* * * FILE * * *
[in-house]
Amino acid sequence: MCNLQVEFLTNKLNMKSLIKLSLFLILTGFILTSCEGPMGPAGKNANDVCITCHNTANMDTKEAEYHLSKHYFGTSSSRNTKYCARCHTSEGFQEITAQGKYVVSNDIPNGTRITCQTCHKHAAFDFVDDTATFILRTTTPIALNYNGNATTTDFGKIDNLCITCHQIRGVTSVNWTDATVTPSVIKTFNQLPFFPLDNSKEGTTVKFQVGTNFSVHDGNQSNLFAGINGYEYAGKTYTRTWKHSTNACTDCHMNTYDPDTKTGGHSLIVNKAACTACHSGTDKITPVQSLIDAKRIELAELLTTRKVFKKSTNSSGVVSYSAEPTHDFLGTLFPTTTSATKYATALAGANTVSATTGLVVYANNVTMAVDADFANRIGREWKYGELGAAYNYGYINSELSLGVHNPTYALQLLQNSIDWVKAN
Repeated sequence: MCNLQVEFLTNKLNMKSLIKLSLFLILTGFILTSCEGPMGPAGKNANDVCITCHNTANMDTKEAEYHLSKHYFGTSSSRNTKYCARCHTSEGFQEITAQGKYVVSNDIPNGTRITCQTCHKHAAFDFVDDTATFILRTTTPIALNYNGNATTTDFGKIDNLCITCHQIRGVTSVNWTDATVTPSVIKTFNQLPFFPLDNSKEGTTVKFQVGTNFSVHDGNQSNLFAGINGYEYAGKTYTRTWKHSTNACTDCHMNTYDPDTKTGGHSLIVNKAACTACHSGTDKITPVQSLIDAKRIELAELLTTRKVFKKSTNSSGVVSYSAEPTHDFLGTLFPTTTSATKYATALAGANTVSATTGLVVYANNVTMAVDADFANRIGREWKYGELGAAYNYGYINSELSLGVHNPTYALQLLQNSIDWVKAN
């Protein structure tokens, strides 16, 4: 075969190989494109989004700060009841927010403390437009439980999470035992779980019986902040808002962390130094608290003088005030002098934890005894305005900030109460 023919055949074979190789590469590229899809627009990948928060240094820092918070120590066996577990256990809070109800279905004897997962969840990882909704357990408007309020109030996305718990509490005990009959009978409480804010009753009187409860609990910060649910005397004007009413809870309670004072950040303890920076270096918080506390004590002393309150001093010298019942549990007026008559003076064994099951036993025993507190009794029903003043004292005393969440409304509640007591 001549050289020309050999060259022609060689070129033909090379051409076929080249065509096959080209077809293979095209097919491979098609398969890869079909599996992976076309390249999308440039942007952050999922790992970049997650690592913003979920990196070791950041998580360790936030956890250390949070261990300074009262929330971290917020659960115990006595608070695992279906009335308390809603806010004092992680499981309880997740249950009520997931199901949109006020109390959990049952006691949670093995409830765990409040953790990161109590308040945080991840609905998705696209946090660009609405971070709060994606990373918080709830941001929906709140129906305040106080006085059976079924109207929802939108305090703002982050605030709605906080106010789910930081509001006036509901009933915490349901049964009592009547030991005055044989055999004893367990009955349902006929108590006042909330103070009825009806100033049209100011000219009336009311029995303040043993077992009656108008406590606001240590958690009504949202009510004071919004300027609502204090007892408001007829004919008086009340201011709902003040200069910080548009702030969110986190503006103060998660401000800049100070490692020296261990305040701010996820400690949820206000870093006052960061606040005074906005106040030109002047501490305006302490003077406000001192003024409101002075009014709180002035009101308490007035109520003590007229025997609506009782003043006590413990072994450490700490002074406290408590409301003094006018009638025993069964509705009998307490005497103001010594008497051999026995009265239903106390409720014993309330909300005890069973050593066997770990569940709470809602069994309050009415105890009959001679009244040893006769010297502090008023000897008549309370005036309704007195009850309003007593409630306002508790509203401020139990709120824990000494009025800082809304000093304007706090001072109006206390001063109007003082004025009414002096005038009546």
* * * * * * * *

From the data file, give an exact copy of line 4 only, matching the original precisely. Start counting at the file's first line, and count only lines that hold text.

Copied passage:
């Protein structure tokens, strides 16, 4: 075969190989494109989004700060009841927010403390437009439980999470035992779980019986902040808002962390130094608290003088005030002098934890005894305005900030109460 023919055949074979190789590469590229899809627009990948928060240094820092918070120590066996577990256990809070109800279905004897997962969840990882909704357990408007309020109030996305718990509490005990009959009978409480804010009753009187409860609990910060649910005397004007009413809870309670004072950040303890920076270096918080506390004590002393309150001093010298019942549990007026008559003076064994099951036993025993507190009794029903003043004292005393969440409304509640007591 001549050289020309050999060259022609060689070129033909090379051409076929080249065509096959080209077809293979095209097919491979098609398969890869079909599996992976076309390249999308440039942007952050999922790992970049997650690592913003979920990196070791950041998580360790936030956890250390949070261990300074009262929330971290917020659960115990006595608070695992279906009335308390809603806010004092992680499981309880997740249950009520997931199901949109006020109390959990049952006691949670093995409830765990409040953790990161109590308040945080991840609905998705696209946090660009609405971070709060994606990373918080709830941001929906709140129906305040106080006085059976079924109207929802939108305090703002982050605030709605906080106010789910930081509001006036509901009933915490349901049964009592009547030991005055044989055999004893367990009955349902006929108590006042909330103070009825009806100033049209100011000219009336009311029995303040043993077992009656108008406590606001240590958690009504949202009510004071919004300027609502204090007892408001007829004919008086009340201011709902003040200069910080548009702030969110986190503006103060998660401000800049100070490692020296261990305040701010996820400690949820206000870093006052960061606040005074906005106040030109002047501490305006302490003077406000001192003024409101002075009014709180002035009101308490007035109520003590007229025997609506009782003043006590413990072994450490700490002074406290408590409301003094006018009638025993069964509705009998307490005497103001010594008497051999026995009265239903106390409720014993309330909300005890069973050593066997770990569940709470809602069994309050009415105890009959001679009244040893006769010297502090008023000897008549309370005036309704007195009850309003007593409630306002508790509203401020139990709120824990000494009025800082809304000093304007706090001072109006206390001063109007003082004025009414002096005038009546």